With the whole squad sitting in its reserved section in Pappy’s to watch Monday’s NCAA tournament selection show, everybody from fans and alumni to media and team staff was sitting patiently to find out where Cal women’s basketball would be playing in the first two rounds of March Madness. As soon as the Bears’ name popped up on the screen above the bar, the whole club jumped and rejoiced.
Cal will be hosting and opening up its tournament Friday at 4:30 p.m. against No. 13 Wichita State.
Twitter erupted, and hugs were exchanged. But the celebrations were only temporary. Because although the Bears are hosting the tournament in Haas Pavilion, the celebration they really want will take place in April in Tampa, where the Final Four is.
Placed in the Albany conference, Cal is coming in as the No. 4 seed behind No. 3 Louisville, No. 2 Kentucky and No. 1 UConn, the favorite to win the tournament.
But these teams are very far down the road. Right now, the team’s focus is on Wichita State. And if the Bears can take care of the Shockers on Friday night, they will play the winner of No. 12 Western Kentucky and No. 5 Texas, who will be waiting for them Sunday.
Because Cal men’s basketball declined its College Basketball Invitational bid, Sunday will be the last time this season there will be a basketball game in Haas Pavilion. The Bears will try to make sure they will be the last winning team to play on their court this 2014-15 season.
From what Cal has demonstrated in the past month, making it out of the first two rounds and making a run against higher seeded teams is not impossible. For the better half of this season, the Bears have primarily relied on star senior forward Reshanda Gray to post-up and do work inside the paint when in the half-court set.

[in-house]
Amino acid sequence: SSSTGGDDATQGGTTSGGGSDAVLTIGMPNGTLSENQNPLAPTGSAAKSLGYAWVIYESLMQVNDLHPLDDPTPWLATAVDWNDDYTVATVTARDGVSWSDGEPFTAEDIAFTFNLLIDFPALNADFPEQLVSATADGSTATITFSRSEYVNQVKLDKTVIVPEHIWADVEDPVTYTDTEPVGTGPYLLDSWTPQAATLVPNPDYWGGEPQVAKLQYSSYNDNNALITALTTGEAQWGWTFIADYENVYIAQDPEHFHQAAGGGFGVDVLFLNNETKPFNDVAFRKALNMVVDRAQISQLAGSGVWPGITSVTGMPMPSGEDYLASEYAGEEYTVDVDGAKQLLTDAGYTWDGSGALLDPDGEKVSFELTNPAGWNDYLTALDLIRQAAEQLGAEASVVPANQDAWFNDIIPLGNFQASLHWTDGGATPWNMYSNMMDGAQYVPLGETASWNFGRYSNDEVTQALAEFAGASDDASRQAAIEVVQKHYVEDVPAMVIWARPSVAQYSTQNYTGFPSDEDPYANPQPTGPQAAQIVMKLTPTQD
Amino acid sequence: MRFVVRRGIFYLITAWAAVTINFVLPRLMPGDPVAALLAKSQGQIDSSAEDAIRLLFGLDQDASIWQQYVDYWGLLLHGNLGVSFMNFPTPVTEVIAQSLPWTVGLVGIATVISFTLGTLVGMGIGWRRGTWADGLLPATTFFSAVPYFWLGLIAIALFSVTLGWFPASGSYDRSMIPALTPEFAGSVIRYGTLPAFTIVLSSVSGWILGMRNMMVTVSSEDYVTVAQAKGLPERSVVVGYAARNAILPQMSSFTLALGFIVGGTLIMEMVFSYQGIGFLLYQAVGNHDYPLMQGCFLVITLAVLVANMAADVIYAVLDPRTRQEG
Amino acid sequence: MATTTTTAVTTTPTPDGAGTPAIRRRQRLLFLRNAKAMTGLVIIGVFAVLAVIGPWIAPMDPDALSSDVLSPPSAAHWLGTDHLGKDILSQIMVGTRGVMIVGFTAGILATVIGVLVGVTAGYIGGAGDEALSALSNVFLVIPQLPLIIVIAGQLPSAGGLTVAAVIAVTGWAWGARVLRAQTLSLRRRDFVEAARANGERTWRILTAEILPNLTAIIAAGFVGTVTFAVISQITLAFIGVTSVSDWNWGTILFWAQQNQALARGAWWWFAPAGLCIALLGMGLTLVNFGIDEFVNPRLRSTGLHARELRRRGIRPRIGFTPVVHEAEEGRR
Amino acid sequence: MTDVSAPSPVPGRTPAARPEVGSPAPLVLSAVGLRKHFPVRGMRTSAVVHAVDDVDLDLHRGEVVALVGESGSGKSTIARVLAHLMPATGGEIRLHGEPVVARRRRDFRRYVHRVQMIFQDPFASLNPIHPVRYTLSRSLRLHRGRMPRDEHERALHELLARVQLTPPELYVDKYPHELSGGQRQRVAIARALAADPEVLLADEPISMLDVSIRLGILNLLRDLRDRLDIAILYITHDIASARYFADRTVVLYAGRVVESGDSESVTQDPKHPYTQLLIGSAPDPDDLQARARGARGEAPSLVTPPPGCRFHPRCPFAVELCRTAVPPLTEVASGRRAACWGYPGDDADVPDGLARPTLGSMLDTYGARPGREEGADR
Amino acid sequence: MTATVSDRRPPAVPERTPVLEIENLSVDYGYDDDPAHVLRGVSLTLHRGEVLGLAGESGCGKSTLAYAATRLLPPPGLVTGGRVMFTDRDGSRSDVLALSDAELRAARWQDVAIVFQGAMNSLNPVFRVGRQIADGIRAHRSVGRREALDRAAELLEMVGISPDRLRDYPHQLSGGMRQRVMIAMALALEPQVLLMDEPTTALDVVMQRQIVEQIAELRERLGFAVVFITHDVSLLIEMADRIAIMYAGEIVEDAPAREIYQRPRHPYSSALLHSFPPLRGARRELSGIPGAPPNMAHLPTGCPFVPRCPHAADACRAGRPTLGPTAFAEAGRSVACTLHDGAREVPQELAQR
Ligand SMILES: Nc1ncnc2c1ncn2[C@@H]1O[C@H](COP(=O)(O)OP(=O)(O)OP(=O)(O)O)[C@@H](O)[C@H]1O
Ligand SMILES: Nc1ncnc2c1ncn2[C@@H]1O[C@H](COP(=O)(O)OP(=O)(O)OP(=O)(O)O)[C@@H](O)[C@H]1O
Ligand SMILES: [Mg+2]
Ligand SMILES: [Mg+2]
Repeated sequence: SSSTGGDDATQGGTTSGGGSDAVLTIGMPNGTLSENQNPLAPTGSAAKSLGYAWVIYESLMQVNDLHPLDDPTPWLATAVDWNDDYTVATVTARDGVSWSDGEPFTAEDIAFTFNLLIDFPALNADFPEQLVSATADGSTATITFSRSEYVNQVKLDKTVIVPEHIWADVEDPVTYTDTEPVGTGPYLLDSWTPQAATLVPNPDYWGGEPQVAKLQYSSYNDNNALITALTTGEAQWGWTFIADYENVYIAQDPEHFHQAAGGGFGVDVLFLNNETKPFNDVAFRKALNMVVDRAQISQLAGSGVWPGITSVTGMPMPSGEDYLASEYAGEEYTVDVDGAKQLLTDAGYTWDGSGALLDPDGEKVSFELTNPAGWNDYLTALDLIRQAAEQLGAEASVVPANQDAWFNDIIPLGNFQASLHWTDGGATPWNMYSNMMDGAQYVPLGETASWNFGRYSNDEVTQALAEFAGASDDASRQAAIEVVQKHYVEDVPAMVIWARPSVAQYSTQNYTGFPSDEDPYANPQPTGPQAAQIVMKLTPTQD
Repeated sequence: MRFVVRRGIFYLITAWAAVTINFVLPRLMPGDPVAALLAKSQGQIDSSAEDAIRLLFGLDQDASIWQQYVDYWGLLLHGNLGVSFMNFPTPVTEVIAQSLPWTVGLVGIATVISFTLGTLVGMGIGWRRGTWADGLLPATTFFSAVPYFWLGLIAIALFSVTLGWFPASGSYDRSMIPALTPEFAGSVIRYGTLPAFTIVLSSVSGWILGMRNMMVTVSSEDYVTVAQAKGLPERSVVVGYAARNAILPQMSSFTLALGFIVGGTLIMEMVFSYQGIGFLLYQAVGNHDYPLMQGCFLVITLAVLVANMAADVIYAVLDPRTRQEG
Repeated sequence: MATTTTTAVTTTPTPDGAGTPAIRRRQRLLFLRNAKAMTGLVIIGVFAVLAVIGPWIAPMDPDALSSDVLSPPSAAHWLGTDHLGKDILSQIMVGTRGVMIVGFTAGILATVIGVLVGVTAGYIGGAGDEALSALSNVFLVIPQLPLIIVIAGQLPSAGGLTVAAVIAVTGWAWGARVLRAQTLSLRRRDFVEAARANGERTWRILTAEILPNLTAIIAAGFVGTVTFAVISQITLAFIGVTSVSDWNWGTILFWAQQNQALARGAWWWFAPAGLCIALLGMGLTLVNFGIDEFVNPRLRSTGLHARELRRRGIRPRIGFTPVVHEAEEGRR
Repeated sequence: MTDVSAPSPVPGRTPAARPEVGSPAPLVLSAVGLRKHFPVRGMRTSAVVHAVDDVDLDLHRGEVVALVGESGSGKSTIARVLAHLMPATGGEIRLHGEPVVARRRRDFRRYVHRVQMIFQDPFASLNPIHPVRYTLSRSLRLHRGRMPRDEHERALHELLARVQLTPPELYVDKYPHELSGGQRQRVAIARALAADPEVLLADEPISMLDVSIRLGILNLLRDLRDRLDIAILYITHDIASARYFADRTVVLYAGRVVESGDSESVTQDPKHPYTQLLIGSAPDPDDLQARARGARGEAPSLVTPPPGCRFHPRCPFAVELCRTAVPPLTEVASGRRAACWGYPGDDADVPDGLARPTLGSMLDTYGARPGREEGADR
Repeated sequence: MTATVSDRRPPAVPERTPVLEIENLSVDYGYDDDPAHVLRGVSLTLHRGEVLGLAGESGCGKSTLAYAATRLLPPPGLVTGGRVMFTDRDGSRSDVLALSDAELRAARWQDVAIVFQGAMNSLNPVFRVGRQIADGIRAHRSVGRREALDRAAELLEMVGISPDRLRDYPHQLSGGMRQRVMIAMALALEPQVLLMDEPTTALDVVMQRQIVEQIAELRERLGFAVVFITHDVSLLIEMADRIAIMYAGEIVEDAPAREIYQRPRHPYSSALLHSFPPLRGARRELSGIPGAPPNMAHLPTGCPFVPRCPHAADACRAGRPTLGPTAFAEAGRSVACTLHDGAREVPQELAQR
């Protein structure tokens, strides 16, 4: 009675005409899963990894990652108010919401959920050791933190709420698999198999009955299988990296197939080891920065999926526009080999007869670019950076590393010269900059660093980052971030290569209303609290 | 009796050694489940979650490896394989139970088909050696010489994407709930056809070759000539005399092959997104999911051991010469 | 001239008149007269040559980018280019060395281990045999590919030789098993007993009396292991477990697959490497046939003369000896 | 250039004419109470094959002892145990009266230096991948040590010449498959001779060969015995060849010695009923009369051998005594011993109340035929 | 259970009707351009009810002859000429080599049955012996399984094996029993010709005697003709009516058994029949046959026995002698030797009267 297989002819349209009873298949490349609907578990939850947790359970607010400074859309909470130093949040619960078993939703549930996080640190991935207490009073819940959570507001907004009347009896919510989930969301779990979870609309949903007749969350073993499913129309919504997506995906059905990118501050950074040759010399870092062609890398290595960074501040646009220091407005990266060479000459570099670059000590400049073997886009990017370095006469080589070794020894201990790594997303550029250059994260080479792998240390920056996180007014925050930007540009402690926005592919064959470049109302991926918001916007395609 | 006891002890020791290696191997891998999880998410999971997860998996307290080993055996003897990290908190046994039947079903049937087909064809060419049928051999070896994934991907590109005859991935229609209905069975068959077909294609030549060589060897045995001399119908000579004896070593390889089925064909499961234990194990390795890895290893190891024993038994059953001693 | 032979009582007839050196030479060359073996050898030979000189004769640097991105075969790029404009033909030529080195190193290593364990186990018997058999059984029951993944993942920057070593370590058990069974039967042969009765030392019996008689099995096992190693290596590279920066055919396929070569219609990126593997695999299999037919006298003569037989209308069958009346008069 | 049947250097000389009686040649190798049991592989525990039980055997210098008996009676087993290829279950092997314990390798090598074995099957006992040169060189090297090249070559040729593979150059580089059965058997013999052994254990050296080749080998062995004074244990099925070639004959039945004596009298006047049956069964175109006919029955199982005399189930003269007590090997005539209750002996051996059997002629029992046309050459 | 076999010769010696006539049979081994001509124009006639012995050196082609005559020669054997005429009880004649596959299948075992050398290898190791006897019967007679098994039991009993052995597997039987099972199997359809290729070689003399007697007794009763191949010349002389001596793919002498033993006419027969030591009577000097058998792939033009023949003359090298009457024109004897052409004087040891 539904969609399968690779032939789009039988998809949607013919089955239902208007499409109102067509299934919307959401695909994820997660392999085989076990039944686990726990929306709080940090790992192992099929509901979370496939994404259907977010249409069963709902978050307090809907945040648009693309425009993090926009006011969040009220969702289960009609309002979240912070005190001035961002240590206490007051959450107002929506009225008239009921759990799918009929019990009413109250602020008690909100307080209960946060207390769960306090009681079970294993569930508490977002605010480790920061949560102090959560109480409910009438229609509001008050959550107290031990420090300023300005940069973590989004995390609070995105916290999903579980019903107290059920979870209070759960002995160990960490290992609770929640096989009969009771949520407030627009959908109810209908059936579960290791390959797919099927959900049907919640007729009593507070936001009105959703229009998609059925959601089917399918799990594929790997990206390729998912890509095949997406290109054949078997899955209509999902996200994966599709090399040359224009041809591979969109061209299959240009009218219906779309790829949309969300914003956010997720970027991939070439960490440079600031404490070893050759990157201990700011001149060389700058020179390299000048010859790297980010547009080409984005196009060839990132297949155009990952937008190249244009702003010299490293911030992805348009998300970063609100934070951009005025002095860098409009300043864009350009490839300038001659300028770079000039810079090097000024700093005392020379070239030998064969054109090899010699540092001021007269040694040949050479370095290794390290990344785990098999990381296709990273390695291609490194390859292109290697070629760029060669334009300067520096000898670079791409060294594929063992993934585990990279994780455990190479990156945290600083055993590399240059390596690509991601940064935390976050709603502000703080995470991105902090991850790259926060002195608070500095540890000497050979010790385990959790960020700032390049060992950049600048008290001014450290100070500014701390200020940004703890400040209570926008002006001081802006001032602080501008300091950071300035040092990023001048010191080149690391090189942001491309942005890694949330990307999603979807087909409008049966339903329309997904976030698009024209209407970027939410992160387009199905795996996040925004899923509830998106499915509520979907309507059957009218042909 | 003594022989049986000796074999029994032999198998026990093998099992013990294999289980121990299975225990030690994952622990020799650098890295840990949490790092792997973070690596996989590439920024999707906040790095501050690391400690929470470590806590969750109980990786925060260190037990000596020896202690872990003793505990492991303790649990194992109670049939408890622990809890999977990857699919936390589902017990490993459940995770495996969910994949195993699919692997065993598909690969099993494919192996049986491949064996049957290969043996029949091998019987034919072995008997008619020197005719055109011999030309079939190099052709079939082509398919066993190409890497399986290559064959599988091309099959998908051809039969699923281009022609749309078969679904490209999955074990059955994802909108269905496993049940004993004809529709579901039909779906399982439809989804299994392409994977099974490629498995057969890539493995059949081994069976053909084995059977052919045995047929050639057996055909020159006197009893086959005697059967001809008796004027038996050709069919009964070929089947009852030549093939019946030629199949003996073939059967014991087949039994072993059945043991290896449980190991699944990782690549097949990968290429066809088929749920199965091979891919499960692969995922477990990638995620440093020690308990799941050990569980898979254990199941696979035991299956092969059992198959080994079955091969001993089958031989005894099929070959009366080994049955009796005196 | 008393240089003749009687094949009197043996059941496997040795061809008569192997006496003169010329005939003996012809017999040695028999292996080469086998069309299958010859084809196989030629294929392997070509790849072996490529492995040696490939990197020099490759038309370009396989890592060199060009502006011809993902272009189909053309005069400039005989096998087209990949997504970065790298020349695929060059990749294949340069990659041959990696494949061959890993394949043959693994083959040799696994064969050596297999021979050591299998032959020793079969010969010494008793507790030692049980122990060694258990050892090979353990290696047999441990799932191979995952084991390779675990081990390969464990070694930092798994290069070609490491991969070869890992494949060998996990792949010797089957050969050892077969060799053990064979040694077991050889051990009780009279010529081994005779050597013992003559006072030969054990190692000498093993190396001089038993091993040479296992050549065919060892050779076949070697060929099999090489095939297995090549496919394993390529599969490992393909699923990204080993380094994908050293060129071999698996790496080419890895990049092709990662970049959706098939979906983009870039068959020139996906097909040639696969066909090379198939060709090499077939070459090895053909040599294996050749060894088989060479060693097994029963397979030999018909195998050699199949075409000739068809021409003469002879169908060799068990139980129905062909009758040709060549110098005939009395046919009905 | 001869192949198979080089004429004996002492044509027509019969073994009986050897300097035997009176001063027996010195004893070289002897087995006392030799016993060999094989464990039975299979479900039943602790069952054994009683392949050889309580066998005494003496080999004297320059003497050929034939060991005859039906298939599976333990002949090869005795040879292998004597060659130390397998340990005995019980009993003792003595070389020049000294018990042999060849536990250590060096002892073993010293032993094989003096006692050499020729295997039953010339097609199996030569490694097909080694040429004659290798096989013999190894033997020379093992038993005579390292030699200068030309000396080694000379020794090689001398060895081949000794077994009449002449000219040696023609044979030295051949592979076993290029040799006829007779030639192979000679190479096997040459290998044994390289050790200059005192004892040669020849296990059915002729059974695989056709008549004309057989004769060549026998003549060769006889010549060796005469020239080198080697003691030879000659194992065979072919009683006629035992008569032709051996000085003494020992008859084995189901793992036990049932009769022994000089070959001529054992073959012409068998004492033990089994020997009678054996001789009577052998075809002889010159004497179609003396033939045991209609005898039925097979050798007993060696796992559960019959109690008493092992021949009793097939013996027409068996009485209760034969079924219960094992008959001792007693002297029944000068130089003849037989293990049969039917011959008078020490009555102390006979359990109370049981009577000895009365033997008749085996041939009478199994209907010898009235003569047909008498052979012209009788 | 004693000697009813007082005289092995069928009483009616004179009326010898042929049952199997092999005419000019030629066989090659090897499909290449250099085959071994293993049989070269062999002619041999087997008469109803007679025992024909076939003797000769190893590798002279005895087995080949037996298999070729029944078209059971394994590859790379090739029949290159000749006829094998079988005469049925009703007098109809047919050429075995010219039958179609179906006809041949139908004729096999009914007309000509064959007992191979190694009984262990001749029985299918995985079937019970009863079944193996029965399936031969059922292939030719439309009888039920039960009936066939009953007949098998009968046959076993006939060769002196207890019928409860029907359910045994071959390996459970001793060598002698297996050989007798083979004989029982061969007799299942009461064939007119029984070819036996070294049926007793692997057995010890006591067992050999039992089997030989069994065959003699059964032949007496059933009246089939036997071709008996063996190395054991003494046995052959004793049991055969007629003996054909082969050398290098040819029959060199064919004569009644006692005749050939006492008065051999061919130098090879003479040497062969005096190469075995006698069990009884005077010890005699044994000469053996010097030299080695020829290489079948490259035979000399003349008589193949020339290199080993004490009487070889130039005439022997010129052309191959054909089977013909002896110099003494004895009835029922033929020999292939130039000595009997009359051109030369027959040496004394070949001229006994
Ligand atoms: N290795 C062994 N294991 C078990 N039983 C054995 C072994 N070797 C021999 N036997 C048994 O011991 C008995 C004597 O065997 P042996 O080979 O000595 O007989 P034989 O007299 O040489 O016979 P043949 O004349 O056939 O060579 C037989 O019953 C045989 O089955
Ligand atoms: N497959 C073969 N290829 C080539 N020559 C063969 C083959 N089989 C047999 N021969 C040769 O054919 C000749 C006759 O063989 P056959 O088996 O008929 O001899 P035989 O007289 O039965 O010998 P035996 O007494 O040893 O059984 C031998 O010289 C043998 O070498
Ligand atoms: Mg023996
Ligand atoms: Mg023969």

Other than Gray, the only other time Cal could get points at a consistent rate is to run its 2-2-1 full-court press to trap defenders, force sloppy passes and pressure other teams’ ball-handlers from bringing the ball up. When run successfully, this defense generates a lot of turnovers and many opportunities to get senior star point-guard Brittany Boyd going on the fast-break, where she is one of the most dangerous players in the country.
These two strategies don’t always work, however. Some teams can take care of the ball more effectively and are not affected by physical defenses, and Gray is almost always double- or triple-teamed in the paint even before she gets the ball.
Usually when a player like Gray can draw attention from multiple defenders, that leaves holes in the defense and the offense can use ball movement to find open shooters behind the three-point line.
The only problem for most of the season has been that Cal has not had a consistent deep ball threat. A large part of the Bears’ struggles were because of missed open 3-pointers that were basically turnovers for the other team to capitalize on in transition.
In the past nine games, that trend has changed with the emergence of sophomore guard Mercedes Jefflo, who has shot 20-46 from three during the last nine game stretch. Primarily a defensive specialist, Jefflo has not made many offensive contributions until late in the season. But averaging 13 points since her career-high 23 point performance against UCLA on Feb. 12, Jefflo has established herself as an extra weapon Cal can lean on when every defender’s eyes are on Boyd and Gray. Jefflo is a third threat.
Things are finally starting to come together for the Bears. They have picked the perfect time to start playing their best basketball and the threats of Boyd, Jefflo and Gray and the vicious team defense could be enough to take Cal to Tampa.
“Coach G’s been telling us all year we can be great. We can be phenomenal. We’re great, blah blah blah,” Jefflo said. “And I think we believed her, we just had to put it together and figure out how to be great as a team.”
Ritchie Lee covers women’s basketball. Contact him at [email protected].